an address decoder receiving address signals through externally accessible address input terminals, the address decoder generating row and column addressing signals responsive to the address signals;
a memory bank comprising:
a plurality of memory arrays, each of the memory arrays comprising a plurality of memory cells arranged in rows and columns, and a sense amplifier for each column of memory cells;
a respective I/O line extending from each of the memory arrays, the I/O lines extending through the memory bank adjacent to each other;
a respective precharge low circuit coupled at least some of the I/O lines, each of the precharge low circuits being operable to precharge the I/O line to which it is coupled to a precharge low voltage when the precharge low circuit is enabled; and
a respective accelerate high circuit coupled to each of the I/O lines to which one of the precharge low circuits is coupled, the accelerate high circuit being operable to drive the I/O line to which it is coupled toward a predetermined high voltage responsive to detecting that the voltage of the I/O line is greater than a predetermined low voltage; and
a data path extending between a plurality of externally accessible data bus terminals and the I/O lines for coupling data signals to and from the memory array.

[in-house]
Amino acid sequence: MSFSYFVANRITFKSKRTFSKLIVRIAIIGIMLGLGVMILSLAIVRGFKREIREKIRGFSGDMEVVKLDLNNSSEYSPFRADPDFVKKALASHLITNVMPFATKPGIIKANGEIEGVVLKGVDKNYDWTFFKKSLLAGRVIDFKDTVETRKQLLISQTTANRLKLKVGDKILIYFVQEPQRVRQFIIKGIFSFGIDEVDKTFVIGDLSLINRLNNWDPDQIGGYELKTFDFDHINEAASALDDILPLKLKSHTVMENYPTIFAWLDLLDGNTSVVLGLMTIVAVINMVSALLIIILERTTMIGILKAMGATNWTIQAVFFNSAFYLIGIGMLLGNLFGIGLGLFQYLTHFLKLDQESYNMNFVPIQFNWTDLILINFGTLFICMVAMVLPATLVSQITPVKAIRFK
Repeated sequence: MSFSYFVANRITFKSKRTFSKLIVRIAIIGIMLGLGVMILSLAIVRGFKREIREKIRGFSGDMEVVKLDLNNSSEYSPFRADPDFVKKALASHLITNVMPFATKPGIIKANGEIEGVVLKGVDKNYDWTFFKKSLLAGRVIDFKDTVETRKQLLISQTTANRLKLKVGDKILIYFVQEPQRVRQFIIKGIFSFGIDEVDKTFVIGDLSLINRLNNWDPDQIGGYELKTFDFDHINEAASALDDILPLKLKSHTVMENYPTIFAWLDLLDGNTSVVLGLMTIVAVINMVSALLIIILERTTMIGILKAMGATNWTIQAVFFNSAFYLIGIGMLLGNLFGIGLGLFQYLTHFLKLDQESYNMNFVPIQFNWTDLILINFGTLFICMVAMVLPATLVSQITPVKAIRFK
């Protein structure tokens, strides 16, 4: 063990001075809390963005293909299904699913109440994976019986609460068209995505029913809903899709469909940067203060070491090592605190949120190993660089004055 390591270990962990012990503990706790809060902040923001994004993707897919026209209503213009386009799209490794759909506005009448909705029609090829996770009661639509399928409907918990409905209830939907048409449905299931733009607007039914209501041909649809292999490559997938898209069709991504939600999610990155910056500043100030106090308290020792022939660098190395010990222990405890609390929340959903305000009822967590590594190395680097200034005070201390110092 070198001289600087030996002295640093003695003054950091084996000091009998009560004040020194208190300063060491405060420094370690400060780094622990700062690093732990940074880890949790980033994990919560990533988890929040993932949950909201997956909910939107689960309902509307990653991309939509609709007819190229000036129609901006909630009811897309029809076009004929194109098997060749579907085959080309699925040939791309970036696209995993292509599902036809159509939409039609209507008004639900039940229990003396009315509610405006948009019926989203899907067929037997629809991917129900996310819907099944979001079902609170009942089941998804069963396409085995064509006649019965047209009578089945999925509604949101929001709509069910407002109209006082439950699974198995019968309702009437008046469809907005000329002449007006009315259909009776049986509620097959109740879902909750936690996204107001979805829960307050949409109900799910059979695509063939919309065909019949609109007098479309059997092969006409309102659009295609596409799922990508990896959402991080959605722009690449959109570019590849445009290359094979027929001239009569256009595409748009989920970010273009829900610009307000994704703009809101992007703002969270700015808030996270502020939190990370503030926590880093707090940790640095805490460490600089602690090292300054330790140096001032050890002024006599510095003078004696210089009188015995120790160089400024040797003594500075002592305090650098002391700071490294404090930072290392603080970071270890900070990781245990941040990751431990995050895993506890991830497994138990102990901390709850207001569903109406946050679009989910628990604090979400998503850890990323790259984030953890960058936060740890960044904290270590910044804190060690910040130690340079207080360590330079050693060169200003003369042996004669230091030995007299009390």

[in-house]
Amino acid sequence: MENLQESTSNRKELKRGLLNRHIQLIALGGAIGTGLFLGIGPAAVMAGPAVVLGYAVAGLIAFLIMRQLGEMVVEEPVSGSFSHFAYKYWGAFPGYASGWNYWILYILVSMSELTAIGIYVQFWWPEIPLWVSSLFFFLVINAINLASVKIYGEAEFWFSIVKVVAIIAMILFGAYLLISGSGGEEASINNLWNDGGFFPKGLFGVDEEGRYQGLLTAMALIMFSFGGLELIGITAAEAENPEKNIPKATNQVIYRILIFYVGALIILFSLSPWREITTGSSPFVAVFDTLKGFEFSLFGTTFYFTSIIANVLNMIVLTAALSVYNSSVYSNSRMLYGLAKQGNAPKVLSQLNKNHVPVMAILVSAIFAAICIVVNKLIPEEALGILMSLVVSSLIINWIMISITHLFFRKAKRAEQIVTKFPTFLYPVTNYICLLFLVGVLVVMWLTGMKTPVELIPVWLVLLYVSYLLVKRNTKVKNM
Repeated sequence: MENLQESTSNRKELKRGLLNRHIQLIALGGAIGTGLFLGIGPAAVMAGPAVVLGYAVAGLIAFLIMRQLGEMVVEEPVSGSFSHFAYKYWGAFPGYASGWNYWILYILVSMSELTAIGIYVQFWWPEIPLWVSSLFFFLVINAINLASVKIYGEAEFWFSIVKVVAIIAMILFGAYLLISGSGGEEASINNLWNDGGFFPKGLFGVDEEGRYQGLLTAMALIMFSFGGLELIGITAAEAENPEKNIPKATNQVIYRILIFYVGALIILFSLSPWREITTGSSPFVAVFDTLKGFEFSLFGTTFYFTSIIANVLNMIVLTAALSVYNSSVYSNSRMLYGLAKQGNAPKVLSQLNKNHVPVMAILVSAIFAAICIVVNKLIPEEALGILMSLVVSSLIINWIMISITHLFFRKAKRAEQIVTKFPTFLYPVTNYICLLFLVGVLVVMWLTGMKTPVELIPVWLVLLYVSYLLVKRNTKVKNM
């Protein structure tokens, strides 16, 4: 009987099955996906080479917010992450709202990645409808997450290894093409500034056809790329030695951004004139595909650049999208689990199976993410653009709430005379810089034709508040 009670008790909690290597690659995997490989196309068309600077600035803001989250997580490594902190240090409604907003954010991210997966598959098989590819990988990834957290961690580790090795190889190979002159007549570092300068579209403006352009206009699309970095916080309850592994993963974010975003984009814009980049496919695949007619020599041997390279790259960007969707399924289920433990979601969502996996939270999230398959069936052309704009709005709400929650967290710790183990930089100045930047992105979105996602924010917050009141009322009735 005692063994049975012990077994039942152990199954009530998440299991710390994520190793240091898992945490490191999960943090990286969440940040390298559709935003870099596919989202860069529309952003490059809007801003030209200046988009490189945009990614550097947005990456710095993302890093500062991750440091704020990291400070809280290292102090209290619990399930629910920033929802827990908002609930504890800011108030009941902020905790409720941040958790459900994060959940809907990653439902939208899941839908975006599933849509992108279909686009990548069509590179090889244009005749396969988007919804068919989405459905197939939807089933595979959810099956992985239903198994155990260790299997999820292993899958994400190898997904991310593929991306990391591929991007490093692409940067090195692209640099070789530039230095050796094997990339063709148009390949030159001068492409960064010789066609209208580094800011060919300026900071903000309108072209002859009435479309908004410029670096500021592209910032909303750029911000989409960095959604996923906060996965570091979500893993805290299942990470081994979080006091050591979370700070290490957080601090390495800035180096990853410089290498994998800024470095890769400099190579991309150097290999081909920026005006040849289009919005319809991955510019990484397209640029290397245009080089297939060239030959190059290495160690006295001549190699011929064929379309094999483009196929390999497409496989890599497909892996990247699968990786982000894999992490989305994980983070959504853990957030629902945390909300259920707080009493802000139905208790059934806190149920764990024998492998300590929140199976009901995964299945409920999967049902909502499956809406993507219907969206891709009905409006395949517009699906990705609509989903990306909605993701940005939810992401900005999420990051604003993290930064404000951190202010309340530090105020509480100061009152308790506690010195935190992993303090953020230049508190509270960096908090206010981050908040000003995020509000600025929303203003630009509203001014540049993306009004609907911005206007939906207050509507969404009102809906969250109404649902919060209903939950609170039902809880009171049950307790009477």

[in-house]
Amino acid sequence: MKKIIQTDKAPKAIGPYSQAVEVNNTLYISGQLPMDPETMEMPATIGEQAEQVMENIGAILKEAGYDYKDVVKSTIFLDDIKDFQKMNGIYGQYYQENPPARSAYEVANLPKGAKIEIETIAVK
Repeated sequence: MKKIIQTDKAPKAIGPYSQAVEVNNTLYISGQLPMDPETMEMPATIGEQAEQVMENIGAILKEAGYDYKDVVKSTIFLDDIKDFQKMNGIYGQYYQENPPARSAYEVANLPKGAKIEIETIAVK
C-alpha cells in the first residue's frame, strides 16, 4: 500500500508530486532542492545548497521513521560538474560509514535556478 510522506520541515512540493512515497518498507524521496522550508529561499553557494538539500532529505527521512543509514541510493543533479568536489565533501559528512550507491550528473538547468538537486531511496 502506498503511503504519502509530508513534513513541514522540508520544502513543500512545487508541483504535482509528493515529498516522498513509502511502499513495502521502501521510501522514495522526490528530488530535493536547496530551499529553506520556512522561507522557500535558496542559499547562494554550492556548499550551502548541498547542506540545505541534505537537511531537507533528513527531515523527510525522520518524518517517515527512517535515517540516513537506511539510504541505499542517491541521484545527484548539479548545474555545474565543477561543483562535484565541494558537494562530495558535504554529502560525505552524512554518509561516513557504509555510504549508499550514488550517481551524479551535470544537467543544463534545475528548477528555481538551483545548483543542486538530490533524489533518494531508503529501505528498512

57. The computer system of claim 56 wherein the predetermined low voltage is substantially equal to the precharge low voltage.
58. The computer system of claim 56 wherein the predetermined high voltage is substantially equal to VCC−VT, and the predetermined low voltage is substantially equal to VT, where VCC is a power supply voltage and VT is a transistor threshold voltage.
59. The computer system of claim 58 wherein the precharge low voltage is substantially equal to VT.
60. The computer system of claim 58 wherein the accelerate high circuit is operable to drive the signal line toward VCC.
61. The computer system of claim 60 wherein the accelerate high circuit is operable to terminate driving the signal line toward VCC responsive to the signal line reaching a voltage of VCC−VT.
62. The computer system of claim 56 wherein the precharge low circuit comprises:
a drive circuit that drives the signal line toward the precharge low voltage when the precharge low circuit is enabled, the drive circuit driving the signal line toward the precharge low voltage until a drive terminate signal is generated; and
a sense circuit that senses when the voltage on the signal line reaches the precharge low voltage, the sense circuit being operable to generate the drive terminate signal when the sense circuit senses that the voltage on the signal line has reached the precharge low voltage.
63. The computer system of claim 62 wherein the precharge low circuit further comprises an isolation circuit the effectively isolates the precharge low circuit from the signal line when the precharge circuit is not enabled.
64. The computer system of claim 56 wherein the accelerate high circuit comprises: